overcapacity

noun
over·​ca·​pac·​i·​ty | \ ˌō-vər-kə-ˈpa-sə-tē How to pronounce overcapacity (audio) , -ˈpa-stē\

Definition of overcapacity

: excessive capacity for production or services in relation to demand

Examples of overcapacity in a Sentence

The airlines are lowering their prices because of an overcapacity of seats.

Recent Examples on the Web

References to climate change and migration that the U.S. strongly objected to were also watered down, while China stood its ground against calls from the U.S., Canada, Europe and Australia to make firm commitments to reduce its steel overcapacity. Valentina Pop, WSJ, "G-20 Agrees to Joint Statement, With Compromises," 1 Dec. 2018 Lu Zhengwei, chief economist at Industrial Bank in Shanghai, said China had already been working to cut overcapacity in its steel industry. Simon Denyer, Washington Post, "China grumbles at Trump’s tariff move, but Europe takes aim at Harleys and bourbon," 2 Mar. 2018 Trump’s tariffs are likely to worsen the global overcapacity that’s led to today’s punishingly low prices for steel and aluminum. Peter Coy, Bloomberg.com, "To Be Clear, Trump’s Tariffs Were Not ‘Produced by Purdue University’," 12 Mar. 2018 Tanker overcapacity is significant and oil demand will be muted because of still bloated reserves. Costas Paris, WSJ, "Tanker Owners Cash In on Iran Sanctions and Trade Tensions," 12 Nov. 2018 Coal prices were boosted last year by China’s efforts to cut overcapacity by shuttering some mines and restricting imports. Bloomberg.com, "Yanzhou Coal Surges After Annual Profit Jumps Fourfold on Sales," 25 Mar. 2018 The nation’s housing market teeters on a mountain of debt, and low-interest loans from state banks have built overcapacity in many industries. Steven Lee Myers, The Seattle Times, "Trump’s trade spat is rattling China’s leaders and economy," 14 Aug. 2018 Between 1985 and 2007 trade volumes shot up at around twice the rate of global GDP but since 2012 their rate of growth has barely kept pace, leaving the industry with overcapacity. The Economist, "A wave of new environmental laws is scaring shipowners," 21 June 2018 Rising fuel costs, only half of which are hedged, and a squeeze on fares caused by airline overcapacity in Europe threaten to plunge Air France into the red sooner than its peers. The Economist, "Air France-KLM is being brought to its knees by its unions," 10 May 2018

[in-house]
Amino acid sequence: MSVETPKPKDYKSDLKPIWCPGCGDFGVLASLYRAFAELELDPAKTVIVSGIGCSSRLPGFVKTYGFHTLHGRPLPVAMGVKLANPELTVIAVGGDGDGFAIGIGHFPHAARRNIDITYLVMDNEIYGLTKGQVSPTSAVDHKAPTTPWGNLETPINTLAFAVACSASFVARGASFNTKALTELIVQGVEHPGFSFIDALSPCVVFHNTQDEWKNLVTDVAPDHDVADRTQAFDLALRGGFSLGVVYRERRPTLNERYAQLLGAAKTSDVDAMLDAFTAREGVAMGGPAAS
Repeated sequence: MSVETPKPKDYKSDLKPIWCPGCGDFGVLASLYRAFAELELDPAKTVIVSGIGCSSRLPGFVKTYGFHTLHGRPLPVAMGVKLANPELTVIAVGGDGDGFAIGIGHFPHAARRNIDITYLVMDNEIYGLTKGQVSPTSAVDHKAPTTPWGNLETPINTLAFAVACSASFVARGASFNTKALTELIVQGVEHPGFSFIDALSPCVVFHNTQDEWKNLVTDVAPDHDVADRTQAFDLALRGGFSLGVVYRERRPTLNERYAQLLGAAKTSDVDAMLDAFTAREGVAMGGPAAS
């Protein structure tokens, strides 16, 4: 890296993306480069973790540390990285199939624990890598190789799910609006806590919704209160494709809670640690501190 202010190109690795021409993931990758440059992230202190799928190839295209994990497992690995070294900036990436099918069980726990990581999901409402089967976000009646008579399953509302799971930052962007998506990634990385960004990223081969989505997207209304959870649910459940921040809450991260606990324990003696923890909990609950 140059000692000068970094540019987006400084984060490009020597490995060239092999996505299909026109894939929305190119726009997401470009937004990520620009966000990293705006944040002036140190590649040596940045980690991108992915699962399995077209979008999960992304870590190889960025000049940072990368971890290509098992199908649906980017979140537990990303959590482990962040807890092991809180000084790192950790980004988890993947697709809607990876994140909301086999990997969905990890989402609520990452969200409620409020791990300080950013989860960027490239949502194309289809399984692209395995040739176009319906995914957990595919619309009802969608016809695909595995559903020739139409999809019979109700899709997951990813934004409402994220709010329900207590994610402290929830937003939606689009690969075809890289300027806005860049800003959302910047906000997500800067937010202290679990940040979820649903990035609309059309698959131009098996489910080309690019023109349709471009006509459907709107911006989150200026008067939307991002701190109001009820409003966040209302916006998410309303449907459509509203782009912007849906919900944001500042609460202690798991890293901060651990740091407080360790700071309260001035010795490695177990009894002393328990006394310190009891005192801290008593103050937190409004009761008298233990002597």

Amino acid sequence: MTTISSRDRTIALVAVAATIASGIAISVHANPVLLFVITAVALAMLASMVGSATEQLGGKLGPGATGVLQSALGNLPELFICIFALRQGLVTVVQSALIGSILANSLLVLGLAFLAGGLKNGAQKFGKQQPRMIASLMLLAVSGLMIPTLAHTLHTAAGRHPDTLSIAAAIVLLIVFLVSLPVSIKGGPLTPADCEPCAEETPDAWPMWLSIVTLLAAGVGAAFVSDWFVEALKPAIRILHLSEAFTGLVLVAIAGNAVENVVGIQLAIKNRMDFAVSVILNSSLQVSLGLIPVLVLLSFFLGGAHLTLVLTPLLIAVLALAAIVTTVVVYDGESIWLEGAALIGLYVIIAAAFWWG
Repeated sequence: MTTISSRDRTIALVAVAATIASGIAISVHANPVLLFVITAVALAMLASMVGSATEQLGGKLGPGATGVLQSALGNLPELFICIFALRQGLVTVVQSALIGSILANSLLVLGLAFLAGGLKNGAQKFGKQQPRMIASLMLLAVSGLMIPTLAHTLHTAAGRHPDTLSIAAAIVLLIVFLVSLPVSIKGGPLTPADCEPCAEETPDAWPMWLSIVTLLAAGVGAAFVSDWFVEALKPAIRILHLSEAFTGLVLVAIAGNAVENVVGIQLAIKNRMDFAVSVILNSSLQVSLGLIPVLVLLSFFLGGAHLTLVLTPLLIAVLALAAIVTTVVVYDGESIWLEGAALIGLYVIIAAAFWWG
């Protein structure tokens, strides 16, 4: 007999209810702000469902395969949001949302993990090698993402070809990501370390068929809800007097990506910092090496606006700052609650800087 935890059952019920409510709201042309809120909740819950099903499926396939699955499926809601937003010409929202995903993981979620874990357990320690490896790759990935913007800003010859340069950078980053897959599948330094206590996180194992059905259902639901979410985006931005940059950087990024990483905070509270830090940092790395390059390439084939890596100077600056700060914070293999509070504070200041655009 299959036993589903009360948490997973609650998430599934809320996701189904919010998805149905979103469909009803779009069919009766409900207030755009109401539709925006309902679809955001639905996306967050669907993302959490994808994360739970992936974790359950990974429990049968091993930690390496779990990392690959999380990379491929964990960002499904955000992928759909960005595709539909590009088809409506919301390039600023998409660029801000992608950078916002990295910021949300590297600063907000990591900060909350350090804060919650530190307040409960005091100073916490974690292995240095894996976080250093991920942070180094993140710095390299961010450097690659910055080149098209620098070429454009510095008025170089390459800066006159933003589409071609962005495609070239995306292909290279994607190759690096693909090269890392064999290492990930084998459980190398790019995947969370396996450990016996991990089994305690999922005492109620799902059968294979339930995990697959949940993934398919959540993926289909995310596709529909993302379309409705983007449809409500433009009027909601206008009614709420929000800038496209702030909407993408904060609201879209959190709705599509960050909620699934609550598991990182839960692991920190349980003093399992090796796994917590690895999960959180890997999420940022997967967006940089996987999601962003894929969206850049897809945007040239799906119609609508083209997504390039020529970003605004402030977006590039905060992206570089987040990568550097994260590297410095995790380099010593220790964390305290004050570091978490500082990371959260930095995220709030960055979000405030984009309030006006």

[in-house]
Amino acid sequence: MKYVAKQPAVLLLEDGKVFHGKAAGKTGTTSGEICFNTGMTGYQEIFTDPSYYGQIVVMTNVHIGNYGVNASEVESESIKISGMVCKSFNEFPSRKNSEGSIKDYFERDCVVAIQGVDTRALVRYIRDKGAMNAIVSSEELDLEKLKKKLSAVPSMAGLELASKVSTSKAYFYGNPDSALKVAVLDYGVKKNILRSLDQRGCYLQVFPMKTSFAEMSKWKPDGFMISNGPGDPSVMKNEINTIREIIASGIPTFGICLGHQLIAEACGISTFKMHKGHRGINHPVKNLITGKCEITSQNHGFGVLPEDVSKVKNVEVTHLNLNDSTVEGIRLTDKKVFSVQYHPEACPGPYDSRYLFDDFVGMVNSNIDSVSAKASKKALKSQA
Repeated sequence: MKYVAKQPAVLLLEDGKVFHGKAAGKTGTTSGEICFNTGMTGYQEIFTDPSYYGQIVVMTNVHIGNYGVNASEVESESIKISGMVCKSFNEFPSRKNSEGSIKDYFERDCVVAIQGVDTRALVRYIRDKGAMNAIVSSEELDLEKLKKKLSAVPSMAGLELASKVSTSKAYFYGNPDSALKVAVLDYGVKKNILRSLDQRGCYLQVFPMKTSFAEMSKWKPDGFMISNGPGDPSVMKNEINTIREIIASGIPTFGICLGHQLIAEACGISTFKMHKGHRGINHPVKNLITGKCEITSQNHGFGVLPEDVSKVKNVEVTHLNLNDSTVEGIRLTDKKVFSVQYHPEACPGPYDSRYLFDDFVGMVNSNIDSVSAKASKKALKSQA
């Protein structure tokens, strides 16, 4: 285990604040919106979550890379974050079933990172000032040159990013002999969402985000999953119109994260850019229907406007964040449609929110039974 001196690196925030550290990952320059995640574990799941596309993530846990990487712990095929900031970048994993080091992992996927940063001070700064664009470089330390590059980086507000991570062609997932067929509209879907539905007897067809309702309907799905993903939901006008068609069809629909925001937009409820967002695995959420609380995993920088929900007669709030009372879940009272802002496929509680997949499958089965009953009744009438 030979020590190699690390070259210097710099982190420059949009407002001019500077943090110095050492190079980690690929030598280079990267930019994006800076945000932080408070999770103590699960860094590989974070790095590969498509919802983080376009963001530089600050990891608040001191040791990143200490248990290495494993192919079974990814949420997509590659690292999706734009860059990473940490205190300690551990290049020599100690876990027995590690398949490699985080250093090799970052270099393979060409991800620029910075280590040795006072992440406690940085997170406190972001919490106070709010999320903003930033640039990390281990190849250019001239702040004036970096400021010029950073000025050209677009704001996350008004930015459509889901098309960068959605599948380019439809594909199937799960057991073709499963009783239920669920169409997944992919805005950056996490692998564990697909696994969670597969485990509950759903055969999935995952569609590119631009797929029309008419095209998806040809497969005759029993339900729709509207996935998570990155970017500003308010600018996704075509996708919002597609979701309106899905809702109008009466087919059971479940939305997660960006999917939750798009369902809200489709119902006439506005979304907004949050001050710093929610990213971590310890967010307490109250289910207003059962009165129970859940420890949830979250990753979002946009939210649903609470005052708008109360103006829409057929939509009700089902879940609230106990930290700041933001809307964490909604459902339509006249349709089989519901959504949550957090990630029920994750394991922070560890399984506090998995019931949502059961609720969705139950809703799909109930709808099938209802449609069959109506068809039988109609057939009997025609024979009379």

These example sentences are selected automatically from various online news sources to reflect current usage of the word 'overcapacity.' Views expressed in the examples do not represent the opinion of Merriam-Webster or its editors. Send us feedback.

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First Known Use of overcapacity

1877, in the meaning defined above

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The first known use of overcapacity was in 1877

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More Definitions for overcapacity

overcapacity

noun

English Language Learners Definition of overcapacity

technical : a situation in which an industry, company, etc., has or produces more of something than it is able to sell or use

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